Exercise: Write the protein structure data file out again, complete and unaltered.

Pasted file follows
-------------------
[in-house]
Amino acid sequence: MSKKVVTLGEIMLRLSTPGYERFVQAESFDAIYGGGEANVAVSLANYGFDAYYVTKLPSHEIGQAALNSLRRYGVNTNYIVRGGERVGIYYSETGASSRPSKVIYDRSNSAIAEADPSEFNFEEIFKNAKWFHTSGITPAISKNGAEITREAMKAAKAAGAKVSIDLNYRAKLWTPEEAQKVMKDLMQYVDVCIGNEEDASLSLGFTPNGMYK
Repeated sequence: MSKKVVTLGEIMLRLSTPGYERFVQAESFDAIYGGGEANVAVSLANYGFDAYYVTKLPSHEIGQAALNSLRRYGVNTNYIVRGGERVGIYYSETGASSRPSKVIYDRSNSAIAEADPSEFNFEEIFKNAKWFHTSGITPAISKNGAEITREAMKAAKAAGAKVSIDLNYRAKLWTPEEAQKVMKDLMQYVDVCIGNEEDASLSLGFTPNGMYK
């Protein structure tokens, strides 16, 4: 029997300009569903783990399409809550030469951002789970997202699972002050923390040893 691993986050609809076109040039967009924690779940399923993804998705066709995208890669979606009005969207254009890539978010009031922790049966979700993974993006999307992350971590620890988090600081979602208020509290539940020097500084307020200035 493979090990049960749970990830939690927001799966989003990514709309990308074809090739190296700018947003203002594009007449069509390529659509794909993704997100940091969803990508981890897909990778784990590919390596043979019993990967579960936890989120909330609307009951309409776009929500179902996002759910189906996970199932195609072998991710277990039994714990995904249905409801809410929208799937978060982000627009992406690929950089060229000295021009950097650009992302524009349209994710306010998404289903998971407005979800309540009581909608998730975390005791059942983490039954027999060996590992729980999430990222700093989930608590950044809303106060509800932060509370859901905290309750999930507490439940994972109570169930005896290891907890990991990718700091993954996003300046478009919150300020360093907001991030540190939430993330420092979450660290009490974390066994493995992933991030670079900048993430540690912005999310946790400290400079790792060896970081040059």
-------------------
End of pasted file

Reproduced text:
[in-house]
Amino acid sequence: MSKKVVTLGEIMLRLSTPGYERFVQAESFDAIYGGGEANVAVSLANYGFDAYYVTKLPSHEIGQAALNSLRRYGVNTNYIVRGGERVGIYYSETGASSRPSKVIYDRSNSAIAEADPSEFNFEEIFKNAKWFHTSGITPAISKNGAEITREAMKAAKAAGAKVSIDLNYRAKLWTPEEAQKVMKDLMQYVDVCIGNEEDASLSLGFTPNGMYK
Repeated sequence: MSKKVVTLGEIMLRLSTPGYERFVQAESFDAIYGGGEANVAVSLANYGFDAYYVTKLPSHEIGQAALNSLRRYGVNTNYIVRGGERVGIYYSETGASSRPSKVIYDRSNSAIAEADPSEFNFEEIFKNAKWFHTSGITPAISKNGAEITREAMKAAKAAGAKVSIDLNYRAKLWTPEEAQKVMKDLMQYVDVCIGNEEDASLSLGFTPNGMYK
């Protein structure tokens, strides 16, 4: 029997300009569903783990399409809550030469951002789970997202699972002050923390040893 691993986050609809076109040039967009924690779940399923993804998705066709995208890669979606009005969207254009890539978010009031922790049966979700993974993006999307992350971590620890988090600081979602208020509290539940020097500084307020200035 493979090990049960749970990830939690927001799966989003990514709309990308074809090739190296700018947003203002594009007449069509390529659509794909993704997100940091969803990508981890897909990778784990590919390596043979019993990967579960936890989120909330609307009951309409776009929500179902996002759910189906996970199932195609072998991710277990039994714990995904249905409801809410929208799937978060982000627009992406690929950089060229000295021009950097650009992302524009349209994710306010998404289903998971407005979800309540009581909608998730975390005791059942983490039954027999060996590992729980999430990222700093989930608590950044809303106060509800932060509370859901905290309750999930507490439940994972109570169930005896290891907890990991990718700091993954996003300046478009919150300020360093907001991030540190939430993330420092979450660290009490974390066994493995992933991030670079900048993430540690912005999310946790400290400079790792060896970081040059």